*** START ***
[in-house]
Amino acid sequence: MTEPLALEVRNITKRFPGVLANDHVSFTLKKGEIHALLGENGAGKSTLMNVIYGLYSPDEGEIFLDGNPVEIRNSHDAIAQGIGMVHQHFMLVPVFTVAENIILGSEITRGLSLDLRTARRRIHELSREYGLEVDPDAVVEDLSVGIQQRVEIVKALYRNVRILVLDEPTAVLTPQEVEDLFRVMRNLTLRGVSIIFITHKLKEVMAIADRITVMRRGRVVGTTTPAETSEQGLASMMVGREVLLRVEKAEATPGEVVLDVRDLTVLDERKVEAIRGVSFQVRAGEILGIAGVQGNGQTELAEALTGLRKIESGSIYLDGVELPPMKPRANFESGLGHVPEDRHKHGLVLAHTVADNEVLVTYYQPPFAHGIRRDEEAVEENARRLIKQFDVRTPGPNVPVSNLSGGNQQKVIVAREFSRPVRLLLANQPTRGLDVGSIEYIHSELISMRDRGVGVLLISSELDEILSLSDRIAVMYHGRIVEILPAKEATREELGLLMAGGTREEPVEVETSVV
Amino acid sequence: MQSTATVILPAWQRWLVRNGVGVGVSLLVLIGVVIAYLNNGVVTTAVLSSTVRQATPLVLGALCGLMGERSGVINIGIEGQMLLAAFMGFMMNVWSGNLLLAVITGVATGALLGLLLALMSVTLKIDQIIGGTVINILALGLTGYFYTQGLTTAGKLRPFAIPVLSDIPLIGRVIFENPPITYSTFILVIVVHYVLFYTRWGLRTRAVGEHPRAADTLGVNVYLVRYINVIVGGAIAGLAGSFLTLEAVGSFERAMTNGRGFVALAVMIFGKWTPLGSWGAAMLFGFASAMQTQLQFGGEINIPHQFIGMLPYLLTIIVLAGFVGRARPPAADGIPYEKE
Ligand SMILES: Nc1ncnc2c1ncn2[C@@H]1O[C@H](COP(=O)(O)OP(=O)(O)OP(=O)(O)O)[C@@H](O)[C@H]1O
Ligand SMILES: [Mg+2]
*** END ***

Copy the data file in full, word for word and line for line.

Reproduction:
[in-house]
Amino acid sequence: MTEPLALEVRNITKRFPGVLANDHVSFTLKKGEIHALLGENGAGKSTLMNVIYGLYSPDEGEIFLDGNPVEIRNSHDAIAQGIGMVHQHFMLVPVFTVAENIILGSEITRGLSLDLRTARRRIHELSREYGLEVDPDAVVEDLSVGIQQRVEIVKALYRNVRILVLDEPTAVLTPQEVEDLFRVMRNLTLRGVSIIFITHKLKEVMAIADRITVMRRGRVVGTTTPAETSEQGLASMMVGREVLLRVEKAEATPGEVVLDVRDLTVLDERKVEAIRGVSFQVRAGEILGIAGVQGNGQTELAEALTGLRKIESGSIYLDGVELPPMKPRANFESGLGHVPEDRHKHGLVLAHTVADNEVLVTYYQPPFAHGIRRDEEAVEENARRLIKQFDVRTPGPNVPVSNLSGGNQQKVIVAREFSRPVRLLLANQPTRGLDVGSIEYIHSELISMRDRGVGVLLISSELDEILSLSDRIAVMYHGRIVEILPAKEATREELGLLMAGGTREEPVEVETSVV
Amino acid sequence: MQSTATVILPAWQRWLVRNGVGVGVSLLVLIGVVIAYLNNGVVTTAVLSSTVRQATPLVLGALCGLMGERSGVINIGIEGQMLLAAFMGFMMNVWSGNLLLAVITGVATGALLGLLLALMSVTLKIDQIIGGTVINILALGLTGYFYTQGLTTAGKLRPFAIPVLSDIPLIGRVIFENPPITYSTFILVIVVHYVLFYTRWGLRTRAVGEHPRAADTLGVNVYLVRYINVIVGGAIAGLAGSFLTLEAVGSFERAMTNGRGFVALAVMIFGKWTPLGSWGAAMLFGFASAMQTQLQFGGEINIPHQFIGMLPYLLTIIVLAGFVGRARPPAADGIPYEKE
Ligand SMILES: Nc1ncnc2c1ncn2[C@@H]1O[C@H](COP(=O)(O)OP(=O)(O)OP(=O)(O)O)[C@@H](O)[C@H]1O
Ligand SMILES: [Mg+2]